Once again, I removed the salt from the brine well. I disconnected the water softener from the house, and ensuring the water was off, and that all valves near the water softener were closed. We (did I mention my wife was helping — she is amazing!) then worked on disassembling the water softener head, and got that disconnected from the distributor in the resin bed. To our surprise, and despite the fact I had run a regeneration cycle with the water off, the resin bed was still full of water, making it essentially impossible for us to lift. Remembering back to my youth, I recalled a need to siphon gas from a broken riding lawnmower into a functioning one. I found a loose piece of rubber hose, and sucked away, as soon as I felt the rush of water in the hose, I lowered it and let gravity do the rest of the work. Since we had snaked the rubber hose down the distributor PVC we were able to get almost all of the water out of the resin bed. That made the tank weight more manageable.
Still, the tank was heavy, and it was rough to handle. After an hour of fiddling around, and trying to leverage the weight appropriately, my wife managed to get at the resin inside the tank while I held it at an angle for her to empty. Since the resin was still wet, it had to be scraped out for the most part. We emptied it, and then I took it outside and rinsed it and our brine tank off with the hose. Finally, it was time to refill the tank. To my dismay, I realized that I had not purchased gravel to place at the bottom of the tank to cover the distributor intake. My wife looked at the resin and charcoal sitting in the tote we had just filled and noted that there were small rocks to be had there… So, we found a strainer from the kitchen and began panning for gold, er, I mean rocks. It took us about thirty minutes to find enough gravel to cover the distributor intake. Then we dumped the cubic foot of resin into the tank, followed by the 5lbs of activated charcoal. Thirty or so minutes later we had a re-assembled water softener. All in all, it took us about 4.5 hours to complete, despite the hassles, and having to pan for rocks. After a couple of regeneration cycles, and a week of usage, it was apparent that we had been successful. Our diapers were smelling cleaner, our water tested out at “very soft” using a water softness test kit and the chlorine taste of our water had disappeared.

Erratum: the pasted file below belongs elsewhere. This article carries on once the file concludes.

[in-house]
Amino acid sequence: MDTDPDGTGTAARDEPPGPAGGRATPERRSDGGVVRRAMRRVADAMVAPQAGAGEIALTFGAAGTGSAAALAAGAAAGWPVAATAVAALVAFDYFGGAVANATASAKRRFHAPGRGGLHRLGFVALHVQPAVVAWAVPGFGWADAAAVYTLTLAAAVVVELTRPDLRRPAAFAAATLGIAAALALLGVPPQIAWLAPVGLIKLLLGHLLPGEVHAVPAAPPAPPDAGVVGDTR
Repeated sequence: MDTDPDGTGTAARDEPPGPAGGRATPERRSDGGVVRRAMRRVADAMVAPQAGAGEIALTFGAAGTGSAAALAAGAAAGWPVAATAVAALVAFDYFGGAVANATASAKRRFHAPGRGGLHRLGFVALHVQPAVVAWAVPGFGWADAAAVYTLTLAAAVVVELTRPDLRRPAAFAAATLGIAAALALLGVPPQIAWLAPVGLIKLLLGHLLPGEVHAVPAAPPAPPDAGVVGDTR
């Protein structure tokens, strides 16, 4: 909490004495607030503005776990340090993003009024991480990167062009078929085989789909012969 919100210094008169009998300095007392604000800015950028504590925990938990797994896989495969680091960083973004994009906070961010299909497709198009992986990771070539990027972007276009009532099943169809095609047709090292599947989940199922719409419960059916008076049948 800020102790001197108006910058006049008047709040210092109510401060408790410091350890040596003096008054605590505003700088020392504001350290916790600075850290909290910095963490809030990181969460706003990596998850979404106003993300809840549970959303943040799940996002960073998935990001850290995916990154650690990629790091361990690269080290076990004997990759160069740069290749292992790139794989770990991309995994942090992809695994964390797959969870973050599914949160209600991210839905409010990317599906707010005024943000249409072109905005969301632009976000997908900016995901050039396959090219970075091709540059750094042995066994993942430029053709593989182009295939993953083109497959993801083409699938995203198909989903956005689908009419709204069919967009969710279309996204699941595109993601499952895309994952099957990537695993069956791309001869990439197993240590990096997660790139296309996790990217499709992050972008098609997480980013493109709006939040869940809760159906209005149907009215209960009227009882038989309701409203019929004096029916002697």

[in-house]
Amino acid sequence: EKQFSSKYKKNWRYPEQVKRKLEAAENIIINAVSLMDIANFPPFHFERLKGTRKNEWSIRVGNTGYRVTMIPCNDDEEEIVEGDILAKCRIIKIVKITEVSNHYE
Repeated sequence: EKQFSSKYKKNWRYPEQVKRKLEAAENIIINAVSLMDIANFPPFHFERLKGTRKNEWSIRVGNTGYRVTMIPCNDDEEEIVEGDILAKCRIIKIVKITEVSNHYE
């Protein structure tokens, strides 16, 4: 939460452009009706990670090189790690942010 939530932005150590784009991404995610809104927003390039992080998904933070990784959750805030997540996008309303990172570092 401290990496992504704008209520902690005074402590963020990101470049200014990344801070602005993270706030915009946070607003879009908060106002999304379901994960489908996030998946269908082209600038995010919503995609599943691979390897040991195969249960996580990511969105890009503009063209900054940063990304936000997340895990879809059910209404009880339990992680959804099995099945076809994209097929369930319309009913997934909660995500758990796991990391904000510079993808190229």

Overall, my wife and I feel pretty proud about our work on this project. It was fairly complicated for us to do, and involved skill-sets we had yet to develop. However, we learned quite a bit from the experience and my handyman confidence level increased drastically. Now, of course, let’s run the numbers…
Assuming we decided to purchase the “cheap” option from that plumber ($2,400) — we saved a total of $2,287, once you subtract out materials, by doing this repair. If you average that out over the 4.5 hours my wife and I each worked on it, we paid ourselves $254 each per hour to do the repair. My job doesn’t pay that well. If we had just decided to buy another copy of the water softener I bought in the first place we would have paid ~$400 extra. In that scenario, we paid ourselves $55 each per hour to do the repair. As you can see, the effort, anxiety, and fear of doing the repair was well worth the work. In my opinion the knowledge I gained concerning water softeners alone was worth the challenge.
Products purchased for this project:
Water softening resin 1 cu. ft. bag replacement softener resin
Granular Activated Carbon – 5 Pound Bag
Is there a D-I-Y project you have accomplished recently? How much money were you able to save?